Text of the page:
Why do you think this form of communication is so widely used in Berlin? It’s just normal for the people living in Berlin that you make use of this form of communication. It just fits somehow. I think it’s not surprising that people in Berlin like to express what they think. They started on the Berlin Wall, you have graffiti, street art, urban gardening, all movements where people are taking part in creating the cityscape.
I did a test four or five years ago in Munich. I stuck some creative notes around the subway stations and I saw people taking them down, without a reason, just because they thought they didn’t fit. But besides the cityscape, you need the people. You need a certain clash of cultures, of nationalities, to create the situations that result in the notes.
Do you find common themes among the notes that you think are particularly ‘Berlin’ in nature? There are some notes that you can easily assign to some districts: things that children lose, or some really fucked up things that happen in Wedding, more international things that happen in Neukölln and Kreuzberg. But when it comes to the themes, there are main topics that you can identify in the notes: neighbours, sex, stealing, dirt, noise, love, the search for flats, bicycle theft, packages that don’t get delivered…
These things are so relatable. Do you think you could use the notes to create a profile of the typical Berliner? [Laughs] I was actually planning to do a little story based on real notes and how a day or a week in Berlin unfolds. So, you wake up because your neighbour is being noisy, you find your bike has been stolen, you lose your wallet on the way to the U-Bahn, where you see someone who you want to see again, you spend your day searching for a new apartment… it’s the everyday life of people living here.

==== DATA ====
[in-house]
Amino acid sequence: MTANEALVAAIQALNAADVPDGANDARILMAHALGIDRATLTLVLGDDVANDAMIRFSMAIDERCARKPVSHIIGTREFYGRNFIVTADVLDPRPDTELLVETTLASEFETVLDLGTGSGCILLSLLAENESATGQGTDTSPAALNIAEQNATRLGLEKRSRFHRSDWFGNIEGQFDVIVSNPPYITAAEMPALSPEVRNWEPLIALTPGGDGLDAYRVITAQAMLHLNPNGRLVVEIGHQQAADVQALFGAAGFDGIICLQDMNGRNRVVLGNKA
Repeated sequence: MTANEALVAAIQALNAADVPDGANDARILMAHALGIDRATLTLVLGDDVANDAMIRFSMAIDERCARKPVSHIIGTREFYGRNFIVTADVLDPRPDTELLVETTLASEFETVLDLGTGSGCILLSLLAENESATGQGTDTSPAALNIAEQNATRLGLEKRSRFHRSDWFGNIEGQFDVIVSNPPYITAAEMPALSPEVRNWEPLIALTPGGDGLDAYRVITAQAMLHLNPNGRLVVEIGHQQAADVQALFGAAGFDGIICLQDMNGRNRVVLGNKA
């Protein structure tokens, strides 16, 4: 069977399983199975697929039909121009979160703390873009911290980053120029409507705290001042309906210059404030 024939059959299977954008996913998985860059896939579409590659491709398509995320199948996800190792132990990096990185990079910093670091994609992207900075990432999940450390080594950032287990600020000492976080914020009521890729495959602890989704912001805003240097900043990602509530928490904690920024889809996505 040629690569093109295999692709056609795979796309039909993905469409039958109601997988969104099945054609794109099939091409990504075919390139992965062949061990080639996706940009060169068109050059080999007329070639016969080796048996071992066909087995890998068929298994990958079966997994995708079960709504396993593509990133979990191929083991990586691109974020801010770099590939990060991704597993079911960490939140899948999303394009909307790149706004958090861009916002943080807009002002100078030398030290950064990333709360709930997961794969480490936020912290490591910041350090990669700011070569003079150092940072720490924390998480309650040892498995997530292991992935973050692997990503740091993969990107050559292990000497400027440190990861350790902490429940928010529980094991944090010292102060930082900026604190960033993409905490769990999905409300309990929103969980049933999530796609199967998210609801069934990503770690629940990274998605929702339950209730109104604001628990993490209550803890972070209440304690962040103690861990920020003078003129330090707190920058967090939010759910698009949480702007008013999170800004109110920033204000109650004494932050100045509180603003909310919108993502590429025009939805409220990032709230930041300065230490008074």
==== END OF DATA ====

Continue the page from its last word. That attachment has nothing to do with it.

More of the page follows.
What you’re capturing is such a deeply personal view of the city, and what it really means to live here. You just can’t make it up. And even if this form of communication is beginning to disappear, people have sent in 18,000, 19,000 notes over the last few years. It’s an archive that will never really go away.
Do you write notes yourself? Yeah. I found my first apartment through writing a note. I wrote a note and stuck it around certain streets where I wanted to live, and two days later some artist called me and told me I could live in his apartment for the next year.
Also, some years ago I met a girl in a club. We walked to the tram station together but I didn’t ask for her number; maybe I was too shy [laughs]. So I wrote a note because I wanted to see her again. I knew where she lived because she told me where her tram station was, so I stuck 20 or 30 notes around the station and she called the next day.
You had an exhibition recently – a room in temporary art space THE HAUS – Berlin Art Bang. Tell us about that. Something I always wanted to do was to have a room completely covered with notes that I printed out. I covered the ceiling, the walls and the floor with the best of the last six years. I have done certain exhibitions but not such creative ones as this, and it’s a very nice feeling. I spent sometimes one or two hours in the room watching people – I don’t usually get to see my audience so it was a great motivation. It makes you happy to see that you are making people happy. I would like to continue more with the exhibition stuff, the material is there.
Apart from potentially more exhibitions, what’s next for you? I’m planning to do another photo book, but it will be made with quality paper and design in mind. Of course it’s way more expensive to produce that kind of book, so it won’t be an amazing commercial project, it will address a different audience.
Once you know about Notes of Berlin, it’s impossible not to notice them everywhere. Contribute your finds to the project at notesofberlin.com